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NEW BRITAIN DAILY HERALD, FRIDAY, APRIL 17, 1914.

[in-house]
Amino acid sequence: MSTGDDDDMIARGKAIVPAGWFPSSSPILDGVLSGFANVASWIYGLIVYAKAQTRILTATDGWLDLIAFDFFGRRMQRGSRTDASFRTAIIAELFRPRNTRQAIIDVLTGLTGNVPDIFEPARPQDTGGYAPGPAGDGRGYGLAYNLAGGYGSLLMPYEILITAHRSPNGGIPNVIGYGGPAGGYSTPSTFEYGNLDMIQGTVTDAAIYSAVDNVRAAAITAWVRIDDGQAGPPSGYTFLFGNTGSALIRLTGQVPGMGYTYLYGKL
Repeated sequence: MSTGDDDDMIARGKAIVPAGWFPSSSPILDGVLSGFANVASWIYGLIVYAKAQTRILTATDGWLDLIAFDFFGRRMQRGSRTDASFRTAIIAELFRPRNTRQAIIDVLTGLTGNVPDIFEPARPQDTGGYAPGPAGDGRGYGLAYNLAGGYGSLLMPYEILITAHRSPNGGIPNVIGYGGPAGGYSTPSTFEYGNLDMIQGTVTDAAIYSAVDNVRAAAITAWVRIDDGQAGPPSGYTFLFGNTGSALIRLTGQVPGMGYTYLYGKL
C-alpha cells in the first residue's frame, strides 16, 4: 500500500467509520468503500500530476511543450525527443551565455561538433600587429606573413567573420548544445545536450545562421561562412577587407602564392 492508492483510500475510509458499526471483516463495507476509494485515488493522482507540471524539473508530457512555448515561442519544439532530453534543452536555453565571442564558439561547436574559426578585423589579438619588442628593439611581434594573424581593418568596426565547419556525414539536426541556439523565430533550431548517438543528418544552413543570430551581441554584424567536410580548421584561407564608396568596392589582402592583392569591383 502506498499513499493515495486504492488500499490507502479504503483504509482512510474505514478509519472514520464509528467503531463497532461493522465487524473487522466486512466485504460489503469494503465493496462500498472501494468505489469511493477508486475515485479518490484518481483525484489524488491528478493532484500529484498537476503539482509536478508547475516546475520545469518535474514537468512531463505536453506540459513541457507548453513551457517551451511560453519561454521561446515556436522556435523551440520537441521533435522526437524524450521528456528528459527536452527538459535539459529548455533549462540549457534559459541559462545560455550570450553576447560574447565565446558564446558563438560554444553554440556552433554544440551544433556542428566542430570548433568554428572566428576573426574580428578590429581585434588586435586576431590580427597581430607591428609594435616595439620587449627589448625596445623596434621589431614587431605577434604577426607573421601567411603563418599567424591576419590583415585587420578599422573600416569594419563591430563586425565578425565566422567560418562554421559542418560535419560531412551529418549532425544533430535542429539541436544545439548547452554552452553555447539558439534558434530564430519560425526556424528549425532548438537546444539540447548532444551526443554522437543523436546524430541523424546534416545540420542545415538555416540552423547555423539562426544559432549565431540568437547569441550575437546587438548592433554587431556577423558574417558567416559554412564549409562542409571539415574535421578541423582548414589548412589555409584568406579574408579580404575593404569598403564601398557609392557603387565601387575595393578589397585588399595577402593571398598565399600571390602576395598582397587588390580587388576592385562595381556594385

f. H. JOHNSTON TALKS ON VALUE OF FARMS (Continued from Page Thirteen.)! ( ' ! . ; aroblcms connected with surnlus mar-. uvt-i suppries, irarusier lacmues, nv eluding car supply, deterioration in transit.-extension -of the practice of ;pre-cooling of perishable products, 'n,dL other special services. . .Third.i Citv marklinr and ' distri , . - - bution investlgatiup..-. involving a etudy of the uses una , limitations of I " I SPECIALS : FOM SATURDAY LITTLE PIG PORK LOINS ......... lb gQ LEGS QF YOUNG LAMB .... .. ... ... lb Igc FORES OF YOUNG LAMB lb 21zq FRESH KILLED FOW1 .... r. . . .... . lb 23c LEAN FRESH SHOULDERS lb J5C SMOKED SHOULDERS ...... . .lb 15c BONELESS BOSTON ROLLS , . . . . ... lb J C Lean Pork Chops . . . 18c Rib Lamb Chops ','.2 JJjg 2C Choice Veal Roasts . . . .JJj $Q I lb LIVER i lb Bacon.' Salt Pork,.. ..Jb He . Corned Beef . ; . . . . . . 12c Pickled Pigs Feet ' . -lb IQc FRESH YORK Special Today Only EGGS Mohican Creamery BUTTER, 3 lbs. 81c, lb (GOLDEN ROD CHEESE, mild .. . ... ... lb 92c PURE APPLE BUTTER ... . .... ... .3 lbs 25 r . Peanut Butter 2 lbs 25c Muerister Cheese . ... . .' .Jb 24c FINE GRANULATED SUGAR, 10 lbs. MoMcan XXXX Bread l?f niTD None 1 Q rLUUlV Better I'O BEST YORK STATE PEA BEANS YELLOW CORN MEAL ..... . . CLEAN BROKEN RICE .... KEW ROLLED OATS ... TOILET PAPER, in rolls OHIO NOISELESS MATCHES . . .5 boxes J 5C ,:Purc Cocoa . . ; , . .... . Jb J9g Shredded Cocoanut . . .Jb Moh. Baking Powder . .Jb 29c Large Bottle Vanilla Sub 15c Queen Olives pt 15c THREE C SUGAR CORN, very fancy 2 cans J5C f ANCY MAINE POTATOES . .V. . . . . . pk 25 c CHOICE &ED OR YELLOW ONIONS 4 qts 25c FRESH CUT ASPARAGUS . bch Jgc CALIFORNIA NAVEL ORANGES . . .2 doz 25c LARGE MESSINA LEMONS .... doz J5C :TOESH;CUTSPI . -Pk ;20c tz: farmers', municipal, wholesale and re tail market houses. systems of city distribution the.: promotion of direct dealing between producers ana con sumers by parcel post, express ami freight. Fourth. Study and promulgation of market grades and standards, a consideration of sizes and suitability of packages and containers, meth cdf of preparation of perishable pro ducts, and the ultimate establish ment, so far as practicable, of official market grades ; and standards for farm products. Finally. Co-operative production and marketing investigations. Illy Marketing. In the case of city marketing and distribution the producer Is closely UecLuR w&h the consumer so far Hamburg Steak ..' .Jj 15c Sliced Ham .... ... . R 26c Sliced Bacon . . .' ..... JJj 22c ... . . . . 15c Skinned -Back Hams . -Jb 21c Bacon, in strip Jb ' 16c Ham Ends ........ .Jb 13c STATE 21c doz Roquefort Cheese Jb 39c Limburger Cheese . . .Jb 21c 69c Bbi. Sack Bbl. 3 qts 25p 5 lbs 12c 5 lbs 19c 8 lbs 25 c 10 for 25c ...... Choice Tomatoes 3 cang 25c Elbo . Macarion .... 3 Jbs 25c Salt, in 10-lb bag )(. Itneeda Biscuit ..... pfcg 4c Sauerkraut ......... ,r e ii 46c j proflt8 are concerned. This makes necessary a study of the usefulness and limitations of farmers' and mu nicipal markets, wholesale and retai, as a means of distributing farm pro ducts. Consideration also must be given to huckstering by the farmer , himself and the regular huckster. Eggs By Parcel Post. , A number of containers have been found that will safely convey eggs by parcel post, provided the postal em ployes obey the regulations of the post office department as to handling. In the first twenty-live dozen eggs shipped by parcel post, only five eggs were broken," and four of these were in one package which was handled regardless of the. rules. Rural Credit. There is a general impression that farmers - need better credit arrange, ments. Durmg the present session of congress, sub-committees of the com mittee on banking and currency have devoted much time to the investiga tion of rural. credits. In the printed report of its conclusions, the com mission points Out that "Agriculture has been the one great national in dustry which,, has been without or ganization and has been helpless be fore the wonderful growth of our na tion. Therefore, the financing of our farms has become a national prob lem. The savings of the nation must flow out to the farms in order to put agriculture on a proper basis as com pared with other organized industries. This can only be done by wise and pa triotic legislation. Good Roads Raise Values. It is hardly necessary for me to emphasize in this gathering the bene fits of good roads. The direct effect which changing bad roads into good roads has upon land value and the general economic welfare of a com-i munity is generally conceded. Where good roads replace bad ones, the values of farm lands bordering on the roads increase to such an 'extent that the cost of road improvement is equalized, if not exceeded. The gen eral land values, as well as farm values, show marked advances, fol lowing the improvement, of roads. The Haul to Market. . As the roads in-no way affect soil fertility or quality of the farm, .ad vances are due essentially to the de crease in the cost of hauling produce to market or. shipping point. Farms are now. regarded as plants for ' the business of farming, and any reduc tion in their profits through unneces sarily heavy costs for hauling on bad roads naturally reduces their capi talization into values. Roads and Schools. In any meeting for the betterment of conditions in rural communities, special attention; is naturally given to the subject of schools and highways. And there is a distinct relationship between the two subjects. The rural population is more willing to support better schools today than at any pre vious time. It is being realized, that Money Saving Saturday UMON TEA CO. 317 MAIN STREET 25 lb bag Granu- 1 AQ lated Sugar . . V 1 UO 10 lb bag Granulated Sugar. ..... . . ... 45c 51Z lbs bag Ganulated 'Cm,.. a K - uwk(u (... mm v 5 lb box Domino Sugar , . 3 1 lbs boxes Confec tioner's Sugar .... 1 lb Pure Breakfast . Cocoa 38c 25c 19c 3 cans Breakfast Cocoa mmiiJy 3 cans Choice Peas 25c 25 c 3 cans York State Corn ............ 1 lb can Tender Green OZ Asparagus Tips .. jC 1 large can California Apricots 1 largo can California Peaches 1 large' can California Cherries 2 pkgs Evaporated Apples 3 lbs Choice Prunes .......... 3 pkgs Fancy Seeded Raisins . 3 pkgs "Not-a-seed" Raisins i . 23c 23c 23c 25c 25c 25c 25c 2IZ lbs Fancy Cur- ng z rants OC BUTTER Finest Freeh Creamery OZ Butter .....lb OUC Choice Fresh Creamery 28c Butter .......... lb Good Fresh Creamery ng Butter lb aOC 2 POUNDS LARD Telephone 184-5 all educational activities or agencies , must be more or less correlated, and, more than all else, that they must be accessible to the children! In many counties where bad roads prevail, most of the schools are of the one room variety. Forest Fire. Both to the state of Connecticut and to the farmers of the state, the best care of our forest resources will always be an important matter. A large percentage of our land area will yield its best returns grcwin?; wood. Like any other crop, the for est crop requires Intelligent care if it is to be a full crop.- A pressing problem Is' that of the protection of forests against tire. The greatest of all possible safeguards against fire is the existence of ' a strong and intelligent public senti ment on the subject. Most of our forest fires are the result of care lessness on the part of individuals. Much can be done through an or ganized system for the discovery and prompt putting out of fires; and the state and federal government are co-operating in the support of such a system. In the forests of Connec ticut no such natural fire risk exists as in the forests of the far west where a large proportion of the fires are started by lightning on the high mountains, where a long dry season makes the forests highly in flammable, and where the sparse pop ulation makes quick action difficult. If every citizen fully realized his re sponsibility for the exercise of care, and acted on that realization, there would be little need for anything else; forest fires would cease. HOLY FAJITIA' WHIST. The Holy Family circle of St. Mary's church will hold a whist and entertainment in St. Mary's school hall on the evening of April 29. The committee in charge consist of Mrs. A. E. Monsees. Mrs. James M. Curtln and Mrs. M. T. Crean. The Holy Family circle probably does as much to alleviate the condition of the poor as any organization in town and its. functions are always well attended as. Its charitable purpose is appreciated, MAYOR'S MAIL HEAVY.' Mayor-elect Quigley will need to take a few days off to read through the various telegrams and letters ..of congratulation which he has received from all parts of the east. Men prom inent in public life and private citi zens have joined In wishing him a successful administration." ' 1). of I. SOCIAL. Isabella circle, National Daughters of Isabella, held a pleasant social after the business meeting inc. Judd's hall laat evening. An : interesting , enter tainment was furnished and luncheon was served. Among the .entertainers were Miss Anna Devitt, soloist; Charles Ston-e, recitations;- Harry. Bur dick, musical selections. ,-' .'V:, . Opportunity V 1 lb jar Chlvcrs Eng. lish Marmalade .. ;IOv Tall Can Red Sal mon 3 "cans Pink Sal mon 3 boxes Kippered . Herring 4 boxes American Sar dines,.....;'..... 2 boxes Tuna Fish 17c 25c 25c 25 c 25c 3 pkgs Flossy Starch 2j")C 1 3 -lb box Niagara Starch .......... 1 4-lb box Wash Powder 7 bars Laundry Soap 25c 25 c 25c 3 bars Maxine Elliott OCa Toilet Soap ..... . fciOC 3 bottles Ammonia 25c 25 c 25 c 5 lbs Fancy York State' Beans ..... 5 lbs Clean Broken Rice 3 lbs Fancy Carolina QC Head Rice iOC 3 bottles "Just Right" OE- Catsup AOC 1 gn-oz bottle Pure Honey 1 lb Black or Mixed Tea 1 lb Good Coffee ground or in the berry 25c 25 c 25c EGGS LARD Western Eggs York State Eggs Native Eggs 23 c . doz .doz 27c doz 29 c 25 cents We Deliver Free MELLEM MAY HEAD BIG RAILROAD BODY Delegates Will Form federal Council at Meeting in Boston. Boston, April 17. Charles S. Mel len, formerly president of the New York, New Haven and Hartford rail road company, may become the ac tive read of a federated body su preme among the various organiza tions of the United States with which 2,000.000 railroad employes are af filiated! . . It became known yesterday that Mr. Mellen had been approached on the siibject and that he was glvlng.it favorable consideration. The new or ganization to be known as the Fed erated Council of Railroad Brother hoods,"' will -be formed at "a meeting of delegates in 'this clty-'On April 26, a.nd-'the former - director of - the New Haven railroad system will be nom inated for the presidency. Promoted by Agents. The idea of the council has been promoted by the Order of Railroad Station Agents, which met here in January, and appointed a committee to invite the , many Independent so cieties of railroad men to send dele gations to the forthcoming meeting. It Is stated that favorable responses were received and 100 delegates have been elected. At present there is no central body in this country and the organization will be along the line of the English and German federations. Harry Phil lips, deputy lord mayor of West Ham England, and associate secretary of the Federated Transportation Work ers of England, will be present to aid In, the organization. ...The councl will represent all branches of the ser vice including conductors, engineers. brakemen, station agents, freight handlers, telegraph operators, signal men. and track walkers. .Result of Speech. , The plan to place Mr. Mellen at the head of the council was a direct outcome of . a statement made by him in an -address at a dinner tendered him by employes of the Bostoif and Maine railroad here on November 30 after he had resigned the presidency of the New Haven. He had talked in tlmately to the men of the latent pow er in labor organizations and said that labor had not received the re wardIt otherwise might because of jealousy among the different bodies and a lack of .loyalty to the common cause. "Exercise your- power with pru dence," he said. "Be fair, be pru dent, but be steadfast one to the other. You have the power and others must pay the price." With some feeling, he concluded: r ; ' "I would like to lead you. I would like to advise you. I want - to help you. Possibly the time will come when' I can do, so, and when, you call, you will not find me wanting.' . No Definite Information, ! New Haven, April 17. As no defi nite Information has yet come to him. Charles S. Mellen, former president of the, New York, New Haven and Hart ford Railroad company,' said today he cculd make no statement In connec tlon with the report from Boston that he may be asked to become the active head of a federated body which would be supreme among the various organi zations of railroad employes in the country. "I suppose," said Mr. Mellen, "that a I, have many warm rlends. among the-Vail road riten my-Jhame may have been .mentt6ne but Iiave received nolie'flniteirVhi'tibnA 'which to make a statement, and have learned more about the matter from reading the morning papers, than I ever knew before. I feel very warmly towards the railroad men, and If they have such confidence in me and loyalty as to wish me to take the position, I should consider it the highest of com. pllments and would be Inclined to make every effort to gratify them." HARVARD-YAIjE races. Annual Regatta of 7 tho Universities Will Be Held on June 18 and 19. New Haven, Conn., April 17. Offi cial announcement was made at Yale today of the details of the .Harvard Yale crew agreement under which the annual regatta of the universities will be held onr the Thames June 18 -and 10. They provide for a freshmen four-oared race on the-18th. with the 'varsity fours ' or a r second 'varsity eight and the freshmen eight races on the morning of the 19th the chief event, ''the'1 'varsity Teight race com ing in "the afternoon. This latter event will be rowed up stream, start ing at 4:30. The other three events will be rowed down stream. While it has not yet been decided whether the minor 'varsity event will be with four oared or eight oared boats, decision as to this is to be reached by the Yale and Harvard captains before April 20. ' W. H. Meikleham is to be referee. TEMPLE CONSIDERED. Washington, April 17. Representa tive Henry D. Temple of the twenty fourth Pennsylvania district, is be ing considered for president of Wash ington and Jefferson college by the board of trustees, to fill the place made vacant by the resignation of Dr. James M. Moffatt, It was stated here today. Mr. Temple's resignation of the chair of history and political science was not accepted when he was elected to congress, and he is now on leave of absence. 300 IN CLASS. There are about 300 in the con firmation class at St. Mary's church. ol which between thirty and fifty are adults. The confirmation service will take place on Sunday, April 26, at 4 o'clock In the afternoon and Bishop Nllan, of Hartford, will be present. - ESTABLISHED 1086 - Olobe Clothing House , YOU'LL look a long ways before you'll find better clothes than Hart, Schafmer & Marx, they aren't made. $18 and up We are giving great values in SHIRTS Gotham or Bates Street and other makes ,50c to $3.00 Trade is growing on Children's Suits $3.00 to $10.00 We Vant You to Know Ve Have Been Here Twenty-eight Yea and Always Had the Patrons.- City Items The munNlpal ice committee met last night and wound up all its bus- ness. Eagles' carnh'al. April 11 to 20. aJvt. ) William and Jane Trewhella have transferred to Albert O. Anderson land at Belvidere. Spring Wall Papers. A. P. Marsh. 38 Main street. advt. Sylvester Moscaletis . of Meriden has purchased land on Linden street of Joseph and Sophia , Karplnskl. ' The entertainment at the Eagles' carnival for Saturday night, being Eagles' night from all over the state, we have engaged the Eagles' degree team of Torrlngton, which will com pete for the prize at the next annual convention to be held in California, and no doubt there will be lots of EaKles here that night to see the drill, so don't miss that evening. Come and join In the crowd. Admis sion 10 cents. advt. The New Britain Turners society will postpone the celebration of tho sixty-first anniversary from April 28 until May 4. Th festivities will tak place in the new Turner hall. New Britain lodge, No. 957, B.' F. O. E., held a tablet service last night for the late Harry Damon. Fred erick M. Hewett sang. The Daughters of Isabella held a social and entertainment in Judd's hall last night. Harry fcurdick and Charles Stone rendered several se lections. William McMahon has returned to St. John's seminary, Brighton, Mass., and Miss Norneen McMahon has re turned to Waterbury, after spending Easter with their parents, Mr. and Mrs. Patrick S. McMahon. Phoenix Temple, T. of H and T., will observe ladles' night in Odd Fel lows' hall tonight. There will be an entertainment by the male mem bers and a supper later. Isabella Circle, National Daughters of Isabella, will hold a social after the meeting tonight. The Dixie Minstrels will leave this city tonight for. Portland, where they will entertain the Young Emeralds. They have invited their friends to ac company them in an auto truck. The P. & ' F. Corbln Foremen's club will have ladies at the club to night. Miss Ida A. Snow, employed in th Corbln Screw corporation, is seriously ill at the Hartford hospital. Ferdinand D'Esopo. supreme vice president of the Order of Owls, was the principal speaker at a meeting of the Brockton Nest last night. Mrs. R. J. Brennecke of this city, who was operated on in the Hartford hospital, is getting along very well. The College club will meet next Monday evening at 39 Curtlss street, S, Owrrlgbt Hart Scbtflatr fc Mmb' Well Being of Our the home of Miss Bessie OldtrshaW. the corresponding secretary where a bridge party will be held. f; Joseph Brennecke of this city, who " was operated on for throat trouble at the Hartford hospital, has returned nome. . TO SELL ESTATE. A. J. Hart Is Appointed AdmlnUtra- Alonzo J. Hart, superintendent of , the charity department, has been ap pointed' administrator ct the estate of ' the murdered Luciano Rufflno, whd, was shot and killed by his wife sev eral weeks ago. As tho landlord has been anxious about regaining posses-, t sion of his tenement Mr." Hart has made arrangements for ConstabU Winkle to auction off the household furnishings of Rufflno, next Tuesday! at 2:30 o'clock. The Kouae Is local-1 ed on Lafayette street, The wife of the murdered man is In the Hartford Jail awaiting trial for murder and the five children ar at the town home. With the pro ceeds of the auction Mr. Hart wilP pay the funeral expenses of the mur- . dered man and hold the remainder for the children. WHITE WOLF" DEFEATED. Notorous Brigand Loses 2,000 of His'. Followers In Yesterday's Battle. Peking, April 17. "White Wolf," the notorious brigand, lost 2,000 of! his followers, killed or wounded. In yesterday's battle with the ' regular! troops at Li Chuan-Szen, according to (the official report. I I i lie ii UBiiuis uncm ui 1,1 a iniftaiius; I occurred after they had captured ana looted the town or san Yuan- . , 1 K r . . 1 n : HUSBAND SHOOTS WIFE. lolin liiiggl hhoots hpoue and KIIIm Kcir. , i' Bellaire, )., April 17. Angry be cause his wife refused to pay half the cunts of a divorce action he had j instituted against her, John LugltP early today ehot her four times In-,: iiotlng probably fatal wounds. ! He then killed himself. Two of,' their young children witnessed the tragedy. . GETS $75 DAMAt.'KS. Martin C. CVmneltv. if Prk Street.! ' I has been awarded damages of $76 by Judge Smith In the superior court tn his law suit against the K N. E. Tele-' phone company. lie claimed 1700, I Aatwamm fir In nrlaa h t'Pf vii usea oy iciepnone company pmpioyj ! nn Whitlnsr mtrect last July. Ha" waV ' represented by Attorney W, F. Df lanry. ,v.